- After the burial of the Japanese earthquake victims,
another health challenge is brewing. While measures to control damage at
the Fukushima nuclear facility continue, radiation has spread. So far,
low levels of radioactivity have been detected in various locations in
flowers, vegetables, milk, tap water and at sea. And that's likely just
- Despite the Japanese government's shifting assurances
of safety, international agencies are concerned about human health over
the long term.
- "Repeated consumption of certain products is going
to intensify risks, as opposed to radiation in the air that happens once,"
says Gregory Hartl, a spokesman for the World Health Organization. In a
country that suffered the aftermath of the atomic bombs of Hiroshima and
Nagasaki, this is particularly poignant.
- China, the United States, Canada and other countries
have already begun screening Japanese food exports for radiation. Japan
itself has voluntarily stopped exports of raw milk and various vegetables
from the Daiichi district, where the Fukushima nuclear facility is
- But it is the Japanese people themselves who may suffer
the long-term health risks. Pregnant women and their fetuses, young children
and people with strong family histories of certain cancers are at heightened
risk. The Canadian Pediatric Society notes that the unborn fetus,
particularly during the first three months of pregnancy, is more susceptible
to harmful influences such as street drugs, excess alcohol, maternal illness
- In 1991, I discovered this for myself. A Ukrainian patient
who had lived in Pripyat, a city near the Chernobyl nuclear plant, came
to my clinic. She had been pregnant with twins in 1986, the time of the
Chernobyl meltdown. Her children, a boy and a girl, were born two months
prematurely. They had always been somewhat weak and pale, but their health
deteriorated after they arrived in Canada five years later.
- The children had been losing weight, were always fatigued
and would bruise and swell easily. After performing blood tests on them,
I had the terrible duty to inform the mother of the diagnosis. Both of
them had blood cancer, acute lymphoblastic leukemia.
- I remember being shocked and asking her, "How is
this possible? One child might have leukemia, but two at the same time?"
It was only then that I understood the impact of being from a radioactive
hot zone such as Chernobyl.
- Of course, the radiation exposure from the Chernobyl
disaster was vastly higher than the radiation leaks in Japan so far.
But there is a twist to the potential long-term radiation exposure that
should be considered. Even though the radiation intensity is very low,
the fission product particles that have leaked into the Japanese landscape
might hang around for days, years, centuries or even eons.
- Consider these fission product half-lives, the time it
takes for 50 per cent of the substance to dissipate: for iodine-131, eight
days; cesium-137, 30 years; molybdenum-99, 200,000 years; zirconium-93,
1.5 million years; palladium-107, seven million years.
- To gauge the effect of medications on human health, doctors
consider two key elements dosage and duration. If a doctor prescribes
an antibiotic, say a tablet of 500 milligrams once a day for a week, a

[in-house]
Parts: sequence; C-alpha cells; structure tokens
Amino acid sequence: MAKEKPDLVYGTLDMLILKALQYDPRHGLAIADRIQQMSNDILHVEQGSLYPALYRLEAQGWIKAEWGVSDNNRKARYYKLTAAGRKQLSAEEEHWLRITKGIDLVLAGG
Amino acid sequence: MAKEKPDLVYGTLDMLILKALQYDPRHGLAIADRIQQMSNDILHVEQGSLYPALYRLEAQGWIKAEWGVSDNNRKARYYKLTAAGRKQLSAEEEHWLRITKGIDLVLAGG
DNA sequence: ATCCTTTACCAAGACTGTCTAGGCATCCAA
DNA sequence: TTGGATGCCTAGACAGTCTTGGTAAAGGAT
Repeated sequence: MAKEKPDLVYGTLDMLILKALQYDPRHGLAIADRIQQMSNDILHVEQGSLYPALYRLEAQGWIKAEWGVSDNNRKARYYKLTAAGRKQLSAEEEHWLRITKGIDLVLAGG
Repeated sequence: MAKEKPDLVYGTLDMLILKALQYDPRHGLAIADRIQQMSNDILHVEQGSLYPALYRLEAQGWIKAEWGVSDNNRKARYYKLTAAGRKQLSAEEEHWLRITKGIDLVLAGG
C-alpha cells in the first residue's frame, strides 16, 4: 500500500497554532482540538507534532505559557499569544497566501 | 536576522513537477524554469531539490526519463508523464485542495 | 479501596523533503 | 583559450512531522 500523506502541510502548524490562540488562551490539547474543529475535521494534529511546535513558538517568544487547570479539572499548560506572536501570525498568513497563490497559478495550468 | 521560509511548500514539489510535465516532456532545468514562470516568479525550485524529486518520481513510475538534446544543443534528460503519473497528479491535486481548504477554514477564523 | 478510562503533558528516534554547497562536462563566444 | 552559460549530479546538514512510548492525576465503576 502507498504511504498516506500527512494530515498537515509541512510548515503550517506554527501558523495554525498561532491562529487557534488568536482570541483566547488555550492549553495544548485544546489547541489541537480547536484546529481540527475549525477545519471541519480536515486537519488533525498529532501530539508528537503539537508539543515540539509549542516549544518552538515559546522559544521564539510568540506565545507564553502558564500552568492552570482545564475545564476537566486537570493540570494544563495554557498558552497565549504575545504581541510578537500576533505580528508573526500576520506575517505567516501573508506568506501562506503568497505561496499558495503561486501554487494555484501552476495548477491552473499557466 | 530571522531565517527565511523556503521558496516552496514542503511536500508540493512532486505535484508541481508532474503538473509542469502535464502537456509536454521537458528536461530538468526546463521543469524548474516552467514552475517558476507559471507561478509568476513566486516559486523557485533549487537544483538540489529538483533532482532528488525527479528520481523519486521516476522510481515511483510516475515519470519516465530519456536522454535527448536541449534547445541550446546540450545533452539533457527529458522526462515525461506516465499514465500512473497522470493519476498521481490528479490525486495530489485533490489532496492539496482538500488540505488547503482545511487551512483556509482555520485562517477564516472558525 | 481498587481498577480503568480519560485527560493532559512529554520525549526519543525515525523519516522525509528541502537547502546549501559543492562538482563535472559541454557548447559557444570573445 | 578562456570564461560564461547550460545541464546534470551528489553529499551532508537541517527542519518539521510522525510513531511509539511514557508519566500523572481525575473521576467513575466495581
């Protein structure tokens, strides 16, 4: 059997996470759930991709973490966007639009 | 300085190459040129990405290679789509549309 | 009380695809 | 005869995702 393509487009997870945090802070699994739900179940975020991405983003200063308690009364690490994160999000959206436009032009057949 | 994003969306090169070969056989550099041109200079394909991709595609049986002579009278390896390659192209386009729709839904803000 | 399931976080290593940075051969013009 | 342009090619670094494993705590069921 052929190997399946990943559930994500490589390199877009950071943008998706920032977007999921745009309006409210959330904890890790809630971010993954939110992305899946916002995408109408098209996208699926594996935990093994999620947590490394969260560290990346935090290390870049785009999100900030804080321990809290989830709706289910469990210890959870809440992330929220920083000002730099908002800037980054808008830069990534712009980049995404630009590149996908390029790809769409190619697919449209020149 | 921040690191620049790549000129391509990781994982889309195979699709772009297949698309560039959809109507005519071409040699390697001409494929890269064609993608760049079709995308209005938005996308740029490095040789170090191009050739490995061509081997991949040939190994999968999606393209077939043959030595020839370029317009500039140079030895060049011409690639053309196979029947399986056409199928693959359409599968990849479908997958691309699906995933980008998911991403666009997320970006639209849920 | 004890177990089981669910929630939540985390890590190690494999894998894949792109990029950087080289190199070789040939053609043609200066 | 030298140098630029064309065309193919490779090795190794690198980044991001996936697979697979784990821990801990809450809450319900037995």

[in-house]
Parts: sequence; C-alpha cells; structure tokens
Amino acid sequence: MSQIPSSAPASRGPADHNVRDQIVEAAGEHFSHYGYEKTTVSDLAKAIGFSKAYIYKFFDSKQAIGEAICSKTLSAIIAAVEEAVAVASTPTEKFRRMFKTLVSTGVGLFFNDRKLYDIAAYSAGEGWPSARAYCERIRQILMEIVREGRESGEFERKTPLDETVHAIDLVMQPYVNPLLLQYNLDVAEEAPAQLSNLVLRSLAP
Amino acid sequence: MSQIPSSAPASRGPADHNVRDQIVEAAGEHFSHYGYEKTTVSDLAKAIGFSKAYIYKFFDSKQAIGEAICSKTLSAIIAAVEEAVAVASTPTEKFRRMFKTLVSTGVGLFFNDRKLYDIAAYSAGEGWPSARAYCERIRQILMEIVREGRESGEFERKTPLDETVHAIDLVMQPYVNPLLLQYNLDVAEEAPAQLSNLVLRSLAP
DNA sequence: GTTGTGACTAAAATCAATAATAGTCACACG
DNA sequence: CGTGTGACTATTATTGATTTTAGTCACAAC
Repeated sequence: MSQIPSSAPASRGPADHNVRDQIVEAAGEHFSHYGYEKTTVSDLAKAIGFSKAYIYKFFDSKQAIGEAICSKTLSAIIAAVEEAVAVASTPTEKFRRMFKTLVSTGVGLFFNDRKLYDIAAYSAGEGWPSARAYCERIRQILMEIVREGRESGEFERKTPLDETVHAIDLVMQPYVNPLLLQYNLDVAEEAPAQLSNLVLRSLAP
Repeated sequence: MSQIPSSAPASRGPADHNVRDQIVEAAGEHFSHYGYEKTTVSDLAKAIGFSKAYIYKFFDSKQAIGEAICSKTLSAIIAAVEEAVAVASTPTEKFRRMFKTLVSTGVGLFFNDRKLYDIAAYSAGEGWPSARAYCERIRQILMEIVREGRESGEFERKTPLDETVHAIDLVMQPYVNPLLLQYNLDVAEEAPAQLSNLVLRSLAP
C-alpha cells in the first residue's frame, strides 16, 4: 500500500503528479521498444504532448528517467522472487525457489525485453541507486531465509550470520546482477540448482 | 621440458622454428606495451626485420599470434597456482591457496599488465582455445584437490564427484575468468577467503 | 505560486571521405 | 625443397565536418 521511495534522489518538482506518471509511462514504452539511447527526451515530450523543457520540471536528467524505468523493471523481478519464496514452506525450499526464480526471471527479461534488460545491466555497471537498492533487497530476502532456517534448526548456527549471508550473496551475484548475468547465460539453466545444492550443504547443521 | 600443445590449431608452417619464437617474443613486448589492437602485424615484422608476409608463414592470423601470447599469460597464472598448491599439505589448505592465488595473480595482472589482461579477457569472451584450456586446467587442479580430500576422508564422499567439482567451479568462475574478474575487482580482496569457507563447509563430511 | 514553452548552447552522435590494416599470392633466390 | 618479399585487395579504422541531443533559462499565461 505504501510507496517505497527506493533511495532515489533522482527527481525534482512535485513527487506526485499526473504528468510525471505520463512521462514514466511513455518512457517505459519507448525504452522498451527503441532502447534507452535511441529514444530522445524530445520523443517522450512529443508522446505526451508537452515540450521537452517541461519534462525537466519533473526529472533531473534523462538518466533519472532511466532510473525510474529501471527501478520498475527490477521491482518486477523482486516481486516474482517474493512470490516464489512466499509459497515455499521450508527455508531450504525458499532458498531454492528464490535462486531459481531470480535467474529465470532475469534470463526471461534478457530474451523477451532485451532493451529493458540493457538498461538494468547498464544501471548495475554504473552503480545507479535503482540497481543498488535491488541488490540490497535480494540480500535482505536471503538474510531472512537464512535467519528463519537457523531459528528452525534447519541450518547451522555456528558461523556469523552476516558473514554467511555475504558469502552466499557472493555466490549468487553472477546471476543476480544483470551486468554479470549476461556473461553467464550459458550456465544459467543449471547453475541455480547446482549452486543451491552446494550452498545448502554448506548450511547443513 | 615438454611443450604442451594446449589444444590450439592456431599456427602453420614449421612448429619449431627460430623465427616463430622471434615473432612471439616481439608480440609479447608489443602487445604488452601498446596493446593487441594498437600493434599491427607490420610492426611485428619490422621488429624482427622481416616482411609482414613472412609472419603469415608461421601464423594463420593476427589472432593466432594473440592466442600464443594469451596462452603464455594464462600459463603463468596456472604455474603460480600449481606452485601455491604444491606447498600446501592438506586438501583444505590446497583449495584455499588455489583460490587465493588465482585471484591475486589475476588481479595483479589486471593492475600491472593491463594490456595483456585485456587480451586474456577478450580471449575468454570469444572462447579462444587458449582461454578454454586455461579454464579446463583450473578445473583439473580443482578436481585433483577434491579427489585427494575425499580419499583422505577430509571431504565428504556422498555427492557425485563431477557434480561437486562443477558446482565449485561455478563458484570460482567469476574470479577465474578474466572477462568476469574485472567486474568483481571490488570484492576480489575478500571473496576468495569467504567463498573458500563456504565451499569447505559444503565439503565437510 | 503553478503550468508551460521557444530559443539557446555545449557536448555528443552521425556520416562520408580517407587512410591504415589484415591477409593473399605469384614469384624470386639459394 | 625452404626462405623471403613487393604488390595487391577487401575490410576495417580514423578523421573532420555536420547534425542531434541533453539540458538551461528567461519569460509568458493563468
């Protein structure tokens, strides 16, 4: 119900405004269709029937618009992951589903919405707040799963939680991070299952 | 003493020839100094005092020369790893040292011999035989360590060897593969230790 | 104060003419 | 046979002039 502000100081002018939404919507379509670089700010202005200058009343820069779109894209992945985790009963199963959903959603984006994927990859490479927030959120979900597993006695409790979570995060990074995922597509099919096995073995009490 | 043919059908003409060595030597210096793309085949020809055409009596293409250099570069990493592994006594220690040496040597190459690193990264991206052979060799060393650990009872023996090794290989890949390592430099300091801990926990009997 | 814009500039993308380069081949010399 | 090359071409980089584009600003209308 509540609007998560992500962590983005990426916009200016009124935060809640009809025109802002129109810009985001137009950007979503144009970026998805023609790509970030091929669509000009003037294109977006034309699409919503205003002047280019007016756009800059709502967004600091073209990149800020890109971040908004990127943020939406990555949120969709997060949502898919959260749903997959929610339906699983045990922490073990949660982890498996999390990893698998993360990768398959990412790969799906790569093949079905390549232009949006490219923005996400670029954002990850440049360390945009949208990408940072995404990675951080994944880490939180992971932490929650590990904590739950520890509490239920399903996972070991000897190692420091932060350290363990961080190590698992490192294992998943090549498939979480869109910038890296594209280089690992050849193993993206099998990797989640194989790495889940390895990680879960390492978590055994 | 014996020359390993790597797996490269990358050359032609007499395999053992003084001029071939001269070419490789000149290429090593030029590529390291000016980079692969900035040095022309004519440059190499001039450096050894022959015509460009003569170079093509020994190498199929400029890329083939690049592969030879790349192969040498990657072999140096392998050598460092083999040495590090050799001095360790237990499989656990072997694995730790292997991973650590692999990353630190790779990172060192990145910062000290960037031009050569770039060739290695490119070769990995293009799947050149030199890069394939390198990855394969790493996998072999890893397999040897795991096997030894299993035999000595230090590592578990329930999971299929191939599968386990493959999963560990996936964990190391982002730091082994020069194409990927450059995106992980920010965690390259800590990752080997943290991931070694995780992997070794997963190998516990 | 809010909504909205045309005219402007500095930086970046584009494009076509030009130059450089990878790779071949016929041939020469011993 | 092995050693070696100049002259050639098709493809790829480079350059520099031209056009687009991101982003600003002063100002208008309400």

patient may experience side effects. But we know that the medication will
be completely washed out of his system in a matter of days.
- Now consider the time frame of radioactive particles.
What happens if a doctor prescribes another pill, say a low dose of only
one milligram a day, but this time for 30 years, or perhaps seven million
years? It is this potential for low but super-long exposure that is worrying.
- There are hundreds of manufacturing cycles in the human
body that can be affected by chronic low radiation exposure. For example,
it takes just the right biological steps over 75 days to make sperm, one
month to make new skin, nine months for a baby and one year to renovate
10 per cent of your bone mass. Such processes can be derailed or deranged
by ever-present radiation.
- In fact, it is such high-throughput manufacturing that
is particularly susceptible to radiation. The body releases 100 billion
new red blood cells into the bloodstream daily. With an assembly line that
productive, slight errors can accumulate rapidly, which is one of the reasons
blood cancers develop.
- Another frustration for medical authorities is that our
standard hygiene advice for avoiding infections does not apply to radiation.
No amount of hand washing, coughing into your sleeve, antiseptic gels or
cloth isolation gowns will help. For the most part, you can't hide from
radiation released into the environment especially if you're bathing
in radioactive water.
- And what happens when authorities discover radiation
in ocean fish that have been bathed by a cloud of radioactive particles?
For a society that eats raw fish and gave the world sushi, this will be
a food resource challenge.
- Perhaps eventually there will be a new level of product
warning, first in Japan and then elsewhere. Instead of the usual labels
such as "no sugar added" or "caffeine-free," food chains
may have to add "radiation-free" or "no fission products
- In any case, there is a slow-release international health
challenge on the horizon. Ten years will need to pass before we can gauge
its full extent.
- Dr. Shafiq Qaadri is a Toronto family physician.